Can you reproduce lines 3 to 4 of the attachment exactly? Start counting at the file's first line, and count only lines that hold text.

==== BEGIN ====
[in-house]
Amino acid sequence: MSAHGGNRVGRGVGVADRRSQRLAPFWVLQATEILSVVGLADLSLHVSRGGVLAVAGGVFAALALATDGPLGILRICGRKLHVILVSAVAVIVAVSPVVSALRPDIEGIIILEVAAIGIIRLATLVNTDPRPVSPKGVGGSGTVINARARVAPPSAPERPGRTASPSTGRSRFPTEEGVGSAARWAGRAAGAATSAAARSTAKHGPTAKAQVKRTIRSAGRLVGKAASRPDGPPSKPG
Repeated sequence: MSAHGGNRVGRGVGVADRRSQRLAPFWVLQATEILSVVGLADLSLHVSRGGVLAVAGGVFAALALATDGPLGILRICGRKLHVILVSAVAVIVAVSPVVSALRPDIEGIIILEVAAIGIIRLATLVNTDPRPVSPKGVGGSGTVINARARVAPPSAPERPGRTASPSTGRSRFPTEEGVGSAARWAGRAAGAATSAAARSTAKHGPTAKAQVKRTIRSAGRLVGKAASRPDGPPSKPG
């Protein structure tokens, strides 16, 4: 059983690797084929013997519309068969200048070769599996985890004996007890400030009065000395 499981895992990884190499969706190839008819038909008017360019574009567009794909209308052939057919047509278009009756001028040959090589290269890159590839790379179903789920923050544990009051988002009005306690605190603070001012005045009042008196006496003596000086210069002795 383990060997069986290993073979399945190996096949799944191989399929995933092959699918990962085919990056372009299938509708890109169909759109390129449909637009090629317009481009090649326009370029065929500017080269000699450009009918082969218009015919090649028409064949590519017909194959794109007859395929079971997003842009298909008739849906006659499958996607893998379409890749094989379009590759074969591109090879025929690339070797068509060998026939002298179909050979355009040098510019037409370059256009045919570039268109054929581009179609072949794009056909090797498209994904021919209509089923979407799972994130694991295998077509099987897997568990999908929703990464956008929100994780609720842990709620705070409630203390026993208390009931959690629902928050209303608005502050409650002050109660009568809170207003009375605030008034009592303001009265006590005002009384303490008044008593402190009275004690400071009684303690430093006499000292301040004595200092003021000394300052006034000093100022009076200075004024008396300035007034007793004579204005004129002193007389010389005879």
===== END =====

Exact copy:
Repeated sequence: MSAHGGNRVGRGVGVADRRSQRLAPFWVLQATEILSVVGLADLSLHVSRGGVLAVAGGVFAALALATDGPLGILRICGRKLHVILVSAVAVIVAVSPVVSALRPDIEGIIILEVAAIGIIRLATLVNTDPRPVSPKGVGGSGTVINARARVAPPSAPERPGRTASPSTGRSRFPTEEGVGSAARWAGRAAGAATSAAARSTAKHGPTAKAQVKRTIRSAGRLVGKAASRPDGPPSKPG
């Protein structure tokens, strides 16, 4: 059983690797084929013997519309068969200048070769599996985890004996007890400030009065000395 499981895992990884190499969706190839008819038909008017360019574009567009794909209308052939057919047509278009009756001028040959090589290269890159590839790379179903789920923050544990009051988002009005306690605190603070001012005045009042008196006496003596000086210069002795 383990060997069986290993073979399945190996096949799944191989399929995933092959699918990962085919990056372009299938509708890109169909759109390129449909637009090629317009481009090649326009370029065929500017080269000699450009009918082969218009015919090649028409064949590519017909194959794109007859395929079971997003842009298909008739849906006659499958996607893998379409890749094989379009590759074969591109090879025929690339070797068509060998026939002298179909050979355009040098510019037409370059256009045919570039268109054929581009179609072949794009056909090797498209994904021919209509089923979407799972994130694991295998077509099987897997568990999908929703990464956008929100994780609720842990709620705070409630203390026993208390009931959690629902928050209303608005502050409650002050109660009568809170207003009375605030008034009592303001009265006590005002009384303490008044008593402190009275004690400071009684303690430093006499000292301040004595200092003021000394300052006034000093100022009076200075004024008396300035007034007793004579204005004129002193007389010389005879």